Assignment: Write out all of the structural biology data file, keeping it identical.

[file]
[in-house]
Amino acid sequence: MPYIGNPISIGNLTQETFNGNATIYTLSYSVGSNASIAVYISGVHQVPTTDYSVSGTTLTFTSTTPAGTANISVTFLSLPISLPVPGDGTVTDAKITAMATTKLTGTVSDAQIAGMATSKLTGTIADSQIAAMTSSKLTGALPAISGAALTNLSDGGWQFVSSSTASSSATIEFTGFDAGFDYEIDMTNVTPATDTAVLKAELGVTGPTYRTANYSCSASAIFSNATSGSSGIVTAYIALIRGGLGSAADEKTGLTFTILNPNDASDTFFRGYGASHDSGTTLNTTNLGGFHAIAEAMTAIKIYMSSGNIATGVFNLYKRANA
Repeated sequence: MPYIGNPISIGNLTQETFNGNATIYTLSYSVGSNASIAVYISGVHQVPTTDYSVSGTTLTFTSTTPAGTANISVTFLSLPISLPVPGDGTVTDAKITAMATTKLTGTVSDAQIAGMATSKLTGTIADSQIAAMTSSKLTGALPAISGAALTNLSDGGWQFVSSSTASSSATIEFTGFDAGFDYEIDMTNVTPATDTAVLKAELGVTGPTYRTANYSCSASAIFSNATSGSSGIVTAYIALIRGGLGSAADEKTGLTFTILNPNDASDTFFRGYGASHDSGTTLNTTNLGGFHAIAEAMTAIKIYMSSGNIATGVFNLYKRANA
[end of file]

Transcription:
[in-house]
Amino acid sequence: MPYIGNPISIGNLTQETFNGNATIYTLSYSVGSNASIAVYISGVHQVPTTDYSVSGTTLTFTSTTPAGTANISVTFLSLPISLPVPGDGTVTDAKITAMATTKLTGTVSDAQIAGMATSKLTGTIADSQIAAMTSSKLTGALPAISGAALTNLSDGGWQFVSSSTASSSATIEFTGFDAGFDYEIDMTNVTPATDTAVLKAELGVTGPTYRTANYSCSASAIFSNATSGSSGIVTAYIALIRGGLGSAADEKTGLTFTILNPNDASDTFFRGYGASHDSGTTLNTTNLGGFHAIAEAMTAIKIYMSSGNIATGVFNLYKRANA
Repeated sequence: MPYIGNPISIGNLTQETFNGNATIYTLSYSVGSNASIAVYISGVHQVPTTDYSVSGTTLTFTSTTPAGTANISVTFLSLPISLPVPGDGTVTDAKITAMATTKLTGTVSDAQIAGMATSKLTGTIADSQIAAMTSSKLTGALPAISGAALTNLSDGGWQFVSSSTASSSATIEFTGFDAGFDYEIDMTNVTPATDTAVLKAELGVTGPTYRTANYSCSASAIFSNATSGSSGIVTAYIALIRGGLGSAADEKTGLTFTILNPNDASDTFFRGYGASHDSGTTLNTTNLGGFHAIAEAMTAIKIYMSSGNIATGVFNLYKRANA